Harvard Divests from PetroChina, Sudan Genocide
By David Kute and Leeshai Lemish
The Epoch Times
April 15, 2005
BOSTON- Harvard University announced that it will divest funds invested in PetroChina, an oil company said to be linked to genocide in Darfur.
“Divestment is not a step that Harvard takes lightly,” said Harvard President Lawrence H. Summers in a press release.
“But I believe there is a compelling case for action in these special circumstances, in light of the terrible situation still unfolding in Darfur and the leading role played by PetroChina’s parent company in the Sudanese oil industry, which is so important to the Sudanese regime.”
The Harvard Crimson reported that the university held 72,000 shares in PetroChina last October, prompting members of the Harvard community to wage a campaign to get the university to divest, included in the campaign was a petition signed by over 600 students and faculty, requesting Harvard divest their funds.
In a letter circulated to the entire student body, Brandon Terry, President Emeritus of the Black Man’s Forum, and Matthew Mahan, President Emeritus of the Harvard Undergraduate Council had asked students to withhold their money until Harvard divests the nearly $4 million dollars in shares in PetroChina.
“We believe that there is a clear moral imperative to withhold your donation until Harvard divests from PetroChina and any other companies as of yet undisclosed that are financially enabling genocide by operating in Sudan,” they write in the letter.
PetroChina is a division of the China National Petroleum Corporation, a Chinese state-owned company that is one of the key players in the Sudanese oil industry. According to Pitzer College’s Sudanese Professor Lako Tongun, China has been selling weapons to the genocidal Sudanese government, and China’s veto power kept the United Nations from issuing a strong resolution on the crisis.
A campaign waged by the Sudanese government and Arab militiamen in the western region of Darfur has claimed an estimated 400,000 lives and displaced over 2 million people. Rights groups and the US administration have called the killing genocide.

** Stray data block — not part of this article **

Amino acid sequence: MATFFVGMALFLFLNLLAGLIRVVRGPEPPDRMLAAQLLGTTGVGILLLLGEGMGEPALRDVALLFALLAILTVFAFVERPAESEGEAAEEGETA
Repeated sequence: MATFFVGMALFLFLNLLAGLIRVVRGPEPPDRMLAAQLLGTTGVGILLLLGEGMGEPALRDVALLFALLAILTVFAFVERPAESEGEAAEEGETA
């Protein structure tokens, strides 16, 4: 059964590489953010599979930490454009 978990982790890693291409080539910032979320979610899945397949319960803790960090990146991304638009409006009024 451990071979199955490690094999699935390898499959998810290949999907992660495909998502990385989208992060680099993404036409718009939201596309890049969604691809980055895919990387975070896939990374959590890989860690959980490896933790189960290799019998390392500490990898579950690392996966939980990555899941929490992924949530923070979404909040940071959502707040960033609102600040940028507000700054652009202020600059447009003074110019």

The April 4 decision to divest in PetroChina came after Summers requested through the University’s Advisory Committee on Shareholder Responsibility(ACSR) review the issue.
A subcommittee of the ACSR heard from students advocating divestment and prepared a report suggesting the university divest. The recommendation to divest was then passed on to the full ASCR, then the CCSR, and finally the Harvard Corporation, which decided to follow the recommendation.
“This decision reflects deep concerns about the grievous crisis that persists in the Darfur region of Sudan and about the extensive role of PetroChina’s closely affiliated parent company, China National Petroleum Corporation, as a leading partner of the Sudanese government in the production of oil in Sudan,” said the CCSR in a statement.
The effort at Harvard has inspired student organizations at other schools to take similar steps. In California’s Claremont Colleges, the Genocide Awareness Committee is spearheading an effort to inquire into their own colleges’ investments while calling upon other schools to do the same. In a letter distributed from students at the Claremont Colleges to other universities last week, groups commented Harvard’s decision to divest.
“No matter how profitable it might be for a college or university to invest in PetroChina or any other company entangled in this genocide,” their letter said, “we must condemn such a position as utterly immoral.”